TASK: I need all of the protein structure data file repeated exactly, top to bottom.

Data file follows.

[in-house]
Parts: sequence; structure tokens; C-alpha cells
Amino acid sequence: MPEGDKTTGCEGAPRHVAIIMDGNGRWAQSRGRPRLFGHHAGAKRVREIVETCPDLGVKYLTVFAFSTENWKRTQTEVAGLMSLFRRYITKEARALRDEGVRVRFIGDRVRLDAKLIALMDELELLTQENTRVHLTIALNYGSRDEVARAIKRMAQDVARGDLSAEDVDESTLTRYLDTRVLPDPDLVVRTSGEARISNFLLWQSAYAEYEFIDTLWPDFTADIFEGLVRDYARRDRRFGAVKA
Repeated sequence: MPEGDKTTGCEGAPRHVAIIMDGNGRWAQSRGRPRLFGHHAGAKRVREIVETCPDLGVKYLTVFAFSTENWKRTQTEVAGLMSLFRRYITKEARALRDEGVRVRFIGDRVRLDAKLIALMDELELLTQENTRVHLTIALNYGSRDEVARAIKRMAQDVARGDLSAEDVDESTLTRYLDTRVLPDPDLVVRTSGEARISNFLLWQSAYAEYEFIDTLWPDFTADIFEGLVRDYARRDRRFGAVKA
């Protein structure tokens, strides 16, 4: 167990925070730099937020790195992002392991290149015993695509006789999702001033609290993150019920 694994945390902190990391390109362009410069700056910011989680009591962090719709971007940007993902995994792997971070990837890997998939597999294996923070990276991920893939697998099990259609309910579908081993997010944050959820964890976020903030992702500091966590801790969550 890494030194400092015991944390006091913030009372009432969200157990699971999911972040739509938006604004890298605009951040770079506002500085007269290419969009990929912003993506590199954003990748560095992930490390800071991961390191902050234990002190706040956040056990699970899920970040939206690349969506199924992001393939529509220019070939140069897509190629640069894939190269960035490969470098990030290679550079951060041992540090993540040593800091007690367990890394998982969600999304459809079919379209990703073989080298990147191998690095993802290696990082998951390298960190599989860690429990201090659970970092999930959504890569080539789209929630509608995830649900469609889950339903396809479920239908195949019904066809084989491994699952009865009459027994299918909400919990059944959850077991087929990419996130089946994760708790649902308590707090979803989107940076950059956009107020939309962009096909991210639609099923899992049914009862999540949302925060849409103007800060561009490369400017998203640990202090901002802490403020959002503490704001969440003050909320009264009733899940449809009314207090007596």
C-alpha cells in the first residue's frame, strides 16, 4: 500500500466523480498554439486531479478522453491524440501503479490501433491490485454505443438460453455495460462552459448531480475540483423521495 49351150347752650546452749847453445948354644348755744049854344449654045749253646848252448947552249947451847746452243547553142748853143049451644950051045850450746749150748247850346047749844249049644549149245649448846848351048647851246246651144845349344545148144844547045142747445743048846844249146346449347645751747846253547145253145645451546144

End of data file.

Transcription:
[in-house]
Parts: sequence; structure tokens; C-alpha cells
Amino acid sequence: MPEGDKTTGCEGAPRHVAIIMDGNGRWAQSRGRPRLFGHHAGAKRVREIVETCPDLGVKYLTVFAFSTENWKRTQTEVAGLMSLFRRYITKEARALRDEGVRVRFIGDRVRLDAKLIALMDELELLTQENTRVHLTIALNYGSRDEVARAIKRMAQDVARGDLSAEDVDESTLTRYLDTRVLPDPDLVVRTSGEARISNFLLWQSAYAEYEFIDTLWPDFTADIFEGLVRDYARRDRRFGAVKA
Repeated sequence: MPEGDKTTGCEGAPRHVAIIMDGNGRWAQSRGRPRLFGHHAGAKRVREIVETCPDLGVKYLTVFAFSTENWKRTQTEVAGLMSLFRRYITKEARALRDEGVRVRFIGDRVRLDAKLIALMDELELLTQENTRVHLTIALNYGSRDEVARAIKRMAQDVARGDLSAEDVDESTLTRYLDTRVLPDPDLVVRTSGEARISNFLLWQSAYAEYEFIDTLWPDFTADIFEGLVRDYARRDRRFGAVKA
């Protein structure tokens, strides 16, 4: 167990925070730099937020790195992002392991290149015993695509006789999702001033609290993150019920 694994945390902190990391390109362009410069700056910011989680009591962090719709971007940007993902995994792997971070990837890997998939597999294996923070990276991920893939697998099990259609309910579908081993997010944050959820964890976020903030992702500091966590801790969550 890494030194400092015991944390006091913030009372009432969200157990699971999911972040739509938006604004890298605009951040770079506002500085007269290419969009990929912003993506590199954003990748560095992930490390800071991961390191902050234990002190706040956040056990699970899920970040939206690349969506199924992001393939529509220019070939140069897509190629640069894939190269960035490969470098990030290679550079951060041992540090993540040593800091007690367990890394998982969600999304459809079919379209990703073989080298990147191998690095993802290696990082998951390298960190599989860690429990201090659970970092999930959504890569080539789209929630509608995830649900469609889950339903396809479920239908195949019904066809084989491994699952009865009459027994299918909400919990059944959850077991087929990419996130089946994760708790649902308590707090979803989107940076950059956009107020939309962009096909991210639609099923899992049914009862999540949302925060849409103007800060561009490369400017998203640990202090901002802490403020959002503490704001969440003050909320009264009733899940449809009314207090007596």
C-alpha cells in the first residue's frame, strides 16, 4: 500500500466523480498554439486531479478522453491524440501503479490501433491490485454505443438460453455495460462552459448531480475540483423521495 49351150347752650546452749847453445948354644348755744049854344449654045749253646848252448947552249947451847746452243547553142748853143049451644950051045850450746749150748247850346047749844249049644549149245649448846848351048647851246246651144845349344545148144844547045142747445743048846844249146346449347645751747846253547145253145645451546144